Killens Pond State Park in Felton, Delaware has a nicely wooded campground located on Killens Pond. The campground offers electricity and water hookups and a dump station. The pads are packed dirt. We stayed one evening, cooked outside and enjoyed the cooler temperatures of late August in Delaware.
Melanie and I have been camped in Assateague Island National Seashore campgrounds for going on three days now.
Assateague Island, famed for its wild horses, lies off the Delmarva Peninsula on the Atlantic Coast. This barrier island is a constantly shifting ribbon of sand, altered daily by powerful wind and waves. The Assateague Island National Seashore, Assateague State Park, and the Chincoteague National Wildlife Refuge each manage and protect this unique, diverse strip of land. (U.S. National Park Service)
The first night we spent in the "A" Loop of the Bayside Campground, the past two nights have been in #2 Loop of the Oceanside Campground. It's relatively quiet here in late August. I suspect the next few days, however, will be busy with the Labor Day holiday approaching.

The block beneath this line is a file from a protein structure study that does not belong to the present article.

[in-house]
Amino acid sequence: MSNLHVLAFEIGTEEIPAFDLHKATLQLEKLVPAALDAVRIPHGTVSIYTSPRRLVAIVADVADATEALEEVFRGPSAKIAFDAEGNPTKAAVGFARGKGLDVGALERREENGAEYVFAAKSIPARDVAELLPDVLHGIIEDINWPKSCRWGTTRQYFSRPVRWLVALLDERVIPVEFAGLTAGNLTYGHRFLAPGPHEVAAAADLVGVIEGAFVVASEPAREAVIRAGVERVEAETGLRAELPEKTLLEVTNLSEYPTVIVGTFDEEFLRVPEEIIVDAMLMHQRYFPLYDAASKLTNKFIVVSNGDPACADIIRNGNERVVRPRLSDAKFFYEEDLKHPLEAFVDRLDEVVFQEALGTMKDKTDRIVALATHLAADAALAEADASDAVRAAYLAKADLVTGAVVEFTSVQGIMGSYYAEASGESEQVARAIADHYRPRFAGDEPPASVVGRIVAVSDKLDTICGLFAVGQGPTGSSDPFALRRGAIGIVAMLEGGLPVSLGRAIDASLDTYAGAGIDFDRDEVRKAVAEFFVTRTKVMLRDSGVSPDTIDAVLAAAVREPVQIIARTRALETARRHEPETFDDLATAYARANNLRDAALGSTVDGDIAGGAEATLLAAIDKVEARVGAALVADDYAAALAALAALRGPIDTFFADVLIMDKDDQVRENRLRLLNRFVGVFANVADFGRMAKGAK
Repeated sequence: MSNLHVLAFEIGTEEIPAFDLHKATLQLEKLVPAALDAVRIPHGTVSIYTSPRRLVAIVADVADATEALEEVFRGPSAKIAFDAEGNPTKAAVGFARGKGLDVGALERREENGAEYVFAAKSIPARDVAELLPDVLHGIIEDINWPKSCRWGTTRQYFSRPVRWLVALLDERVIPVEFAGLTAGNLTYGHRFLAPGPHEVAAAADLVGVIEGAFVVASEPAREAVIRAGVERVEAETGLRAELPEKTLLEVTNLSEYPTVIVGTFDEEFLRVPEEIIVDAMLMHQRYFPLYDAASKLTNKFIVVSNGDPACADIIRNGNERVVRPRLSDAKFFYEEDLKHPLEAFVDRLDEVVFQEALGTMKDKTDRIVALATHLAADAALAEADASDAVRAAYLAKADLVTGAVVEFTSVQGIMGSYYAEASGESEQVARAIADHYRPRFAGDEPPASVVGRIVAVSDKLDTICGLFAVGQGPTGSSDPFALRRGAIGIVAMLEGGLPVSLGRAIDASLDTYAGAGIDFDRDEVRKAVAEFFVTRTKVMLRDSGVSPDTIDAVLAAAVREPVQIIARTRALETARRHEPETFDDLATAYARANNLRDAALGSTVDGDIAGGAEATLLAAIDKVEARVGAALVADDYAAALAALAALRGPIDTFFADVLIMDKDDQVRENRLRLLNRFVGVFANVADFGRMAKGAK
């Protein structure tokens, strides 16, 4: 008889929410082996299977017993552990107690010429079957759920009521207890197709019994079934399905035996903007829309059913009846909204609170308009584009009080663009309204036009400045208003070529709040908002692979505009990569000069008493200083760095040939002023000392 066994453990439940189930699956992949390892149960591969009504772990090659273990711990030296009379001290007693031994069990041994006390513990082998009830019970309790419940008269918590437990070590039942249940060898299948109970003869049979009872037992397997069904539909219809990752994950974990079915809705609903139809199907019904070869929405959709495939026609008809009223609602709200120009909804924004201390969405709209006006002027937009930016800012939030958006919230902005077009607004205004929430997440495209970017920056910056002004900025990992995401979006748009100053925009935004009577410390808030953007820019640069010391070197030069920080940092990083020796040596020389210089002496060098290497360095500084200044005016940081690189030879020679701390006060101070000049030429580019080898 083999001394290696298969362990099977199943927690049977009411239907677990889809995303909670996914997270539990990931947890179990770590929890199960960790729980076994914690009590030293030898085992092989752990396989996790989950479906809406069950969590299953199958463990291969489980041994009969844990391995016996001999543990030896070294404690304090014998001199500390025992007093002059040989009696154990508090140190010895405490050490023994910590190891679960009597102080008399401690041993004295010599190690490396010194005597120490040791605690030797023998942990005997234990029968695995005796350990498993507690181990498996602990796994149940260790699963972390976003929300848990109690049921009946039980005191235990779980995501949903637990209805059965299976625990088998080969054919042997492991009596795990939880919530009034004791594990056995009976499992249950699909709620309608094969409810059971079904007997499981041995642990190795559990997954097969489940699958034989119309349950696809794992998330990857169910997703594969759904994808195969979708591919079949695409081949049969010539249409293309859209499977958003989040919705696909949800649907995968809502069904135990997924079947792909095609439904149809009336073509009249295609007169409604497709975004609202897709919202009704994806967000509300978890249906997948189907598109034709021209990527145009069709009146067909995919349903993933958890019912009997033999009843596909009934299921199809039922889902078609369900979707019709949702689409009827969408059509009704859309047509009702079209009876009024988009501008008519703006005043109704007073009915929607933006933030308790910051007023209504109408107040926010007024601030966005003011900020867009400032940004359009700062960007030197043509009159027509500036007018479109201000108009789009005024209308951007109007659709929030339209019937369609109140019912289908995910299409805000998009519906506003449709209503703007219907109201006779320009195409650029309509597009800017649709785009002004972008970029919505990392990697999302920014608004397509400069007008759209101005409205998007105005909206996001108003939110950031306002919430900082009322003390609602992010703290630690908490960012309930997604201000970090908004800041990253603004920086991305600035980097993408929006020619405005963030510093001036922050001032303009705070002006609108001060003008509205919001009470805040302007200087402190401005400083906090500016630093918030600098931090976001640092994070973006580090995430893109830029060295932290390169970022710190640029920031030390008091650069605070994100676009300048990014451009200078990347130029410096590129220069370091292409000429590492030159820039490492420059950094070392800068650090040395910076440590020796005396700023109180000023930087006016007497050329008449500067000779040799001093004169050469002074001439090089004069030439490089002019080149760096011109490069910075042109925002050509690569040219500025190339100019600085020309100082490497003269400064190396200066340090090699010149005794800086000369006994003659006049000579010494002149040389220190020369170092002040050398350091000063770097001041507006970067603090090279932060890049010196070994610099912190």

Campgrounds here are dry camping. No electric, no water at the campsites and each loop has two outside cold water showers and two pit toilets. It's not exactly primitive, but closer to it than some places we've camped. Beachside Campground loops are steps from the Atlantic Ocean.
There's a place to get potable water and there's a dump station available too.
We've lucked out on weather while we've been here. Skies have been mostly to partly cloudy, high temps in the mid 70's, low's in the low 70's upper 60's.
We'll definitely be back.
We're finishing up a really nice and restful few days with our friends, Aida and John Havel in Salvo, North Carolina on Cape Hatteras, the Outer Banks.
Their home, also an Airbnb, is located in a nice neighborhood near the National Seashore. It's quiet here and pretty remote though everything you need for a nice vacation is close at hand.
Sunrise Over Salvo has three suites that are rentals. They are: The Roberts Suite, The Egyptian Room, and Cape Hatteras Light House Room, the room in which we stayed. They have a nice pool in the back of their home too, enjoyable during warm days, or if ocean swimming isn't your thing.
There are no high-rise condominiums in the Outer Banks. All homes, no more than four stories tall, are set back a considerable distance from The Atlantic Ocean and can't be seen once you cross out of the pristine dunes of the National Seashore.